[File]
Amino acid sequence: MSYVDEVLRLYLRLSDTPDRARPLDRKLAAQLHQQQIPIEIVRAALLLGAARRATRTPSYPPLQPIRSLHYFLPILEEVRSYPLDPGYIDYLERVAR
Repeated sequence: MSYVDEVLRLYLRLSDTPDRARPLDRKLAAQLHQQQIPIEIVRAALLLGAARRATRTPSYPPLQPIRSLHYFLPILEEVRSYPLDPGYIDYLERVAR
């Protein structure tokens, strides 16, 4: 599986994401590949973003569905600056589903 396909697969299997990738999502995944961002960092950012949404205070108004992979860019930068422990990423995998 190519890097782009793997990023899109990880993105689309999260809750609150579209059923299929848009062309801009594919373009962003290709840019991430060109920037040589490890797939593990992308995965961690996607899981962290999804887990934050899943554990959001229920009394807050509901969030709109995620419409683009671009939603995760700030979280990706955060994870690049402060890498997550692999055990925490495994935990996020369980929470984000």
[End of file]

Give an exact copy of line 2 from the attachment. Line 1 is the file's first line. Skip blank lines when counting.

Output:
Repeated sequence: MSYVDEVLRLYLRLSDTPDRARPLDRKLAAQLHQQQIPIEIVRAALLLGAARRATRTPSYPPLQPIRSLHYFLPILEEVRSYPLDPGYIDYLERVAR